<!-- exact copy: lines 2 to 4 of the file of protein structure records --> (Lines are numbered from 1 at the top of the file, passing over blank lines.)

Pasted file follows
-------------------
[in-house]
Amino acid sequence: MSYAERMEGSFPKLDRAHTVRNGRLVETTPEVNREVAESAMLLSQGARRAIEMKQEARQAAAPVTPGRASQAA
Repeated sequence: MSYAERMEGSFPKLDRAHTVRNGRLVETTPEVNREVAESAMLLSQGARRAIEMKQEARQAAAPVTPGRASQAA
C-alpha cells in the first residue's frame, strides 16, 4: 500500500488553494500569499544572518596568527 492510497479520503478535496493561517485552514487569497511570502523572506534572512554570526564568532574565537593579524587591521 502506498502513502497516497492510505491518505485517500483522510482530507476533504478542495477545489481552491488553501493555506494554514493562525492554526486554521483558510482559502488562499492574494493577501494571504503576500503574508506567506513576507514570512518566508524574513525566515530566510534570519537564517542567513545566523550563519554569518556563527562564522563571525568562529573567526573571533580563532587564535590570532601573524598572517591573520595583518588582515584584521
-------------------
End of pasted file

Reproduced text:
Amino acid sequence: MSYAERMEGSFPKLDRAHTVRNGRLVETTPEVNREVAESAMLLSQGARRAIEMKQEARQAAAPVTPGRASQAA
Repeated sequence: MSYAERMEGSFPKLDRAHTVRNGRLVETTPEVNREVAESAMLLSQGARRAIEMKQEARQAAAPVTPGRASQAA
C-alpha cells in the first residue's frame, strides 16, 4: 500500500488553494500569499544572518596568527 492510497479520503478535496493561517485552514487569497511570502523572506534572512554570526564568532574565537593579524587591521 502506498502513502497516497492510505491518505485517500483522510482530507476533504478542495477545489481552491488553501493555506494554514493562525492554526486554521483558510482559502488562499492574494493577501494571504503576500503574508506567506513576507514570512518566508524574513525566515530566510534570519537564517542567513545566523550563519554569518556563527562564522563571525568562529573567526573571533580563532587564535590570532601573524598572517591573520595583518588582515584584521